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2003 Municipal Election: Royson James, John Sewell and Kyle Rae support David Miller




Police back Tory; you shouldn't

John Tory revealed a lot about himself in his reaction to his endorsement as the mayoralty candidate of choice by the Toronto Police Association last week. He said he was "thrilled."

Except he should have shunned this endorsement. By welcoming it so warmly, he signals he's willing to be part of the cronyism at City Hall which has been so rampant in recent years. We expected better. He's not the man to be mayor of Toronto.

Any good political process keeps the police service at a distance rather than asking for police intervention in the choosing of our leaders. Here in Ontario, that good thinking has been embodied in statute, and the Police Services Act and its regulations prohibit police from endorsing candidates or political parties. Yet that's exactly what the Police Association has done and John Tory, a lawyer, doesn't hesitate for a minute to notice that the law may pose a problem.

Cronyism is about twisting laws and rules for personal gain, which is what this seems to be. It's the same complaint people made about Barbara Hall embracing the "Friends of Barbara Hall" as a device to talk about the election in late 2002 when the law says campaigning couldn't begin until Jan. 1, 2003. Anyone who starts his political career in this way -- this is John Tory's first attempt to achieve public office -- can be expected to plunge more deeply into the maelstrom once in office.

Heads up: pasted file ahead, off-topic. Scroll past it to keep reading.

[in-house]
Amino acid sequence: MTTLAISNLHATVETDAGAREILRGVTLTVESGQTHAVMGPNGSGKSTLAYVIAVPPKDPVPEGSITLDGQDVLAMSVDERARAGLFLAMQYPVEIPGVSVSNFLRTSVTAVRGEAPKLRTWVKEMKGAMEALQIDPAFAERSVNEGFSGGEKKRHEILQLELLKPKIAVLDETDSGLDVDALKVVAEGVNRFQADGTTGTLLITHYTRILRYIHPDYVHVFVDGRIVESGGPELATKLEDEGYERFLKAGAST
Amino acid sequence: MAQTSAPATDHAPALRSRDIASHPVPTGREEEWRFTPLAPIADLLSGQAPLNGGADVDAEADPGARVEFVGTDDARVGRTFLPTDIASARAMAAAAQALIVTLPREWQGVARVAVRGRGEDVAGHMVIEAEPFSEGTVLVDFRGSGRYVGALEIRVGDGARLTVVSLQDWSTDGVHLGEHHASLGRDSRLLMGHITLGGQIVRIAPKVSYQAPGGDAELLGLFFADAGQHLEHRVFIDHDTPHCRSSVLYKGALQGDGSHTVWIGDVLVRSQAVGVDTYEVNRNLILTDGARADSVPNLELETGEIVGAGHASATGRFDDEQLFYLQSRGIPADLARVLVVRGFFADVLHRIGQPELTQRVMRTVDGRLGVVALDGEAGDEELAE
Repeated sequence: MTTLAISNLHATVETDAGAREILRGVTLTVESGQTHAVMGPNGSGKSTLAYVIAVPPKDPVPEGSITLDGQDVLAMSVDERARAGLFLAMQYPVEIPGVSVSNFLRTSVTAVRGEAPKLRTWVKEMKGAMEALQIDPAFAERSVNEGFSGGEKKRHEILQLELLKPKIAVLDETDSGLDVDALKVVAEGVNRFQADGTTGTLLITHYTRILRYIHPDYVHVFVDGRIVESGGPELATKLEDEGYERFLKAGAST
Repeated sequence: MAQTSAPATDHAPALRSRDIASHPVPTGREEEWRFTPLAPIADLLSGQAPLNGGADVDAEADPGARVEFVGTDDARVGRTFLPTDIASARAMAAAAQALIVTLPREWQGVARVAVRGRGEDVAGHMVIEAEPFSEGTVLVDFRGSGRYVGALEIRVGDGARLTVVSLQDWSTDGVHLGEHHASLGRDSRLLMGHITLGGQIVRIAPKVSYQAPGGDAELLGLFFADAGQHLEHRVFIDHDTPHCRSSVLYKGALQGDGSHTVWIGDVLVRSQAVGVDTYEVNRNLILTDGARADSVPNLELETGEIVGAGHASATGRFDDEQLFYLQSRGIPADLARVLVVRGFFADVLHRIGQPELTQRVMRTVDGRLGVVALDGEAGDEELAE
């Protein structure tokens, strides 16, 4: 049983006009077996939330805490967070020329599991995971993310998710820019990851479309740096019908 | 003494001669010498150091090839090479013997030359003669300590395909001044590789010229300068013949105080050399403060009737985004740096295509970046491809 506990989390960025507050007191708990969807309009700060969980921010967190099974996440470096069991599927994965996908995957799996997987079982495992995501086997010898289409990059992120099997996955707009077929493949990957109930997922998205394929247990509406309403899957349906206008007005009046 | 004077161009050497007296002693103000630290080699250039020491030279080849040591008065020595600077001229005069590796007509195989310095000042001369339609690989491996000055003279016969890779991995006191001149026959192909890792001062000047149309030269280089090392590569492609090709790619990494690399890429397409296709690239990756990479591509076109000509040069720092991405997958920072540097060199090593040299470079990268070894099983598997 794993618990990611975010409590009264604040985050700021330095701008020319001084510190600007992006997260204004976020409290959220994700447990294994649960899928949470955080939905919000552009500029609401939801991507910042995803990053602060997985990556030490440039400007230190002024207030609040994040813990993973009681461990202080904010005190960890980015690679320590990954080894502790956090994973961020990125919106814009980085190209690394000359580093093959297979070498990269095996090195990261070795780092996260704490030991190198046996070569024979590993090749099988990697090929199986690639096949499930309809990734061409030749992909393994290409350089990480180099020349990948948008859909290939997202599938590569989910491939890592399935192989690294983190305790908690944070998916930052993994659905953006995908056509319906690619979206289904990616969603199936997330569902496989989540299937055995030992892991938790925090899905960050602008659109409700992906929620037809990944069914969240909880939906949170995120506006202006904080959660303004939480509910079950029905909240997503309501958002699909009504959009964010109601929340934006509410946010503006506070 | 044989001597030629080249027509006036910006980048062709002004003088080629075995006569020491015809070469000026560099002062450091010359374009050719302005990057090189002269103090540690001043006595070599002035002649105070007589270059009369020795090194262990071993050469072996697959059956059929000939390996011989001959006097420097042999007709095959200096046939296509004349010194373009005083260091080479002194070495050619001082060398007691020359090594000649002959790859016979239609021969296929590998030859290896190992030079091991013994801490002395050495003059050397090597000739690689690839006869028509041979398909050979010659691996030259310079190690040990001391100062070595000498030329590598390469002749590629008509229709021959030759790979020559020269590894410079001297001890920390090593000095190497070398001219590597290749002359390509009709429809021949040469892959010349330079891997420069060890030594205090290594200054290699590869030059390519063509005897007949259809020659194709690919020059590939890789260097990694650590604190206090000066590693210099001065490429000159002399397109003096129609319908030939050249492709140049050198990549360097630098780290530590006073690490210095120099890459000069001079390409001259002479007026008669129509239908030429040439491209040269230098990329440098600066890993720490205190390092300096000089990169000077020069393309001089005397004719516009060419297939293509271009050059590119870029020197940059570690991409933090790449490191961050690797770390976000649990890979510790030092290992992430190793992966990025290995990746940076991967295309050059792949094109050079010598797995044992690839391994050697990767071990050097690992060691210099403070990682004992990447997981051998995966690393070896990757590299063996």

There seems little doubt that Tory's proposal to hire 400 more police officers is one of the key reasons for the endorsement, although the prominence of a police photo on his website can't have hurt either. If elected, he'll be in the pocket of the police.

Worse, Tory's promise of hiring 400 new officers is nothing but pandering to a crude law-and-order agenda. The police service itself has outlined its current workload in its report, "2003 Environmental Scan," which sums up the 2002 data. That document says the number of calls per officer has declined by 10.6 per cent from 1998, and the number of crimes per officer has also decreased from 1998, by 5 per cent.

This must be the only municipal service that expands as its work load contracts. Crime, of course, is down, and the total number charged with Criminal Code offences in Toronto in 2002 was 47,383, a drop from previous years. This represents less than 10 crimes per police officer per year -- less than one a month.

In spite of this reduced workload, the service provided by police, as measured by the time it takes for police to respond to a call for service, is crummy. The report says only one-third of the responses to Priority 1 calls (they're the ones involving violence) occur within six minutes -- though the Service Standard says 85 per cent of the responses to such calls should occur within six minutes. Response time for non-emergency calls averages 27 minutes but only 76 per cent of non-emergency calls get a response within one hour.